Noun endings.

I’ve been studying Russian for the past year — I took an intro-level course during my undergrad, and am now using Nicholas J. Brown’s New Penguin Russian Course (London: Penguin, 1996), which is designed for students studying for language exams. There are lots of these texts out there and are really great for studying language on your own, particularly as you can adapt them to your own pace and learning structure. (Though I suspect they are most helpful in conjunction with or after formal classes — if only because learning in a classroom setting generally forces one to rehearse vocabulary and grammar exercises repeatedly and in different modes).

I’ve opted for a slow meandering through the course, about twenty minutes a day: ten minutes learning a new concept, and ten minutes reviewing previous vocabulary and grammar paradigms. The slow pace means that after a year I’m basically through a third of the book, but I also find I’m retaining a lot of the grammar in all its complexity.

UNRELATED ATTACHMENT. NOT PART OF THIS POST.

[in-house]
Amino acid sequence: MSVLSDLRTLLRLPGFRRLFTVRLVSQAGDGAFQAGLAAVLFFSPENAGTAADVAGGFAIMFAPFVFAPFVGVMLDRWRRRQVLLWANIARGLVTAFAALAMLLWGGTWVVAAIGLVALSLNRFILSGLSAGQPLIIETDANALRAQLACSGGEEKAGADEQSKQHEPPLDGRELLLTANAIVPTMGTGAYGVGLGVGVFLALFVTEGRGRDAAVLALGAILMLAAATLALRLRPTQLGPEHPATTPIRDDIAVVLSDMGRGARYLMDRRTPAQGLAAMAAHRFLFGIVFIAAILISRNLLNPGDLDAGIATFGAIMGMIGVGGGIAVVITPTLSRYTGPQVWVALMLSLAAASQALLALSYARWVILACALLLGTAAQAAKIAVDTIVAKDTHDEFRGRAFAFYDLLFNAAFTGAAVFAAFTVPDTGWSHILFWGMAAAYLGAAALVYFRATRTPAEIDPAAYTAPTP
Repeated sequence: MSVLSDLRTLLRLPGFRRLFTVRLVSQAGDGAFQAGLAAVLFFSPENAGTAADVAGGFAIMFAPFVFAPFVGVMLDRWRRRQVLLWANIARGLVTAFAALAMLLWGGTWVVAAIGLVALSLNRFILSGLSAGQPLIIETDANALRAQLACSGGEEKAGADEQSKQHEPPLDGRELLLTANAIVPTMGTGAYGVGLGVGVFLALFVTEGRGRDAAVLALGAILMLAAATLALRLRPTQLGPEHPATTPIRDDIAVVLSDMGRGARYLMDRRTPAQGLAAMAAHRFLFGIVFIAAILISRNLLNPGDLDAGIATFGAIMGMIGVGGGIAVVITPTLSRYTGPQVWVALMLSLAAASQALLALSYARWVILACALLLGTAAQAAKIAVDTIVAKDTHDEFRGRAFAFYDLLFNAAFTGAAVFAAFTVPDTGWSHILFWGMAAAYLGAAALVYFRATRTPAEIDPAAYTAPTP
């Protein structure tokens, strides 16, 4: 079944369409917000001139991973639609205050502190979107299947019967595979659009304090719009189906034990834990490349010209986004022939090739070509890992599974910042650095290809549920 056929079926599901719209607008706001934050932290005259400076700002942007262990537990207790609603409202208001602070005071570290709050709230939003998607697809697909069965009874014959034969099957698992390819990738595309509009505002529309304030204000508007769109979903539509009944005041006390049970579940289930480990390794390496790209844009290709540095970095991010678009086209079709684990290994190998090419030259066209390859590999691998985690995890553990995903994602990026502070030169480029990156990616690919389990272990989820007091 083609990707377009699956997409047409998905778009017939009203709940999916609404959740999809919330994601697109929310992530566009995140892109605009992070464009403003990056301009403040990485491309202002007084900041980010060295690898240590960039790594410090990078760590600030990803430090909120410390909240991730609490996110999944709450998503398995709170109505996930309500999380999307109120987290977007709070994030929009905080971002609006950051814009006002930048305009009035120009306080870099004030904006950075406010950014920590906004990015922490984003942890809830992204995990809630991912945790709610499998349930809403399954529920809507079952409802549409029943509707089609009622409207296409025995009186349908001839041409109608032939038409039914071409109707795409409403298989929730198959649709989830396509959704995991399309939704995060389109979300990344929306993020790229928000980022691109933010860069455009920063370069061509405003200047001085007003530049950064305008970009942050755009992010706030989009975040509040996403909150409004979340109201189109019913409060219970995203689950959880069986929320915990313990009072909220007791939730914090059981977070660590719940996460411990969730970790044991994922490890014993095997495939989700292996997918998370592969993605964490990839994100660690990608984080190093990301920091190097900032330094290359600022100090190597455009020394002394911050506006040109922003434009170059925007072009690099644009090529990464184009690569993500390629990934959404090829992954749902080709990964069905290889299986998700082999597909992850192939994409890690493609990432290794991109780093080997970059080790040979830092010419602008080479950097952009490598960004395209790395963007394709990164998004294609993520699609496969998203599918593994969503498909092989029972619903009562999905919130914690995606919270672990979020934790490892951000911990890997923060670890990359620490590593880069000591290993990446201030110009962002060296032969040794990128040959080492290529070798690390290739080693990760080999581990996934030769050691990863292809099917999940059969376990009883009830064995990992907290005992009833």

So today marks the day that I was able to write down complete sets of noun endings for masculine, feminine, and neuter nouns in all their configurations (that’s 156 endings!). I’m pretty excited about this feat — especially as it will make deciphering sentences a lot easier and removes some of the cognitive impediments to learning new concepts.

Should probably study pronoun and adjective endings more extensively though.

10 April 2015

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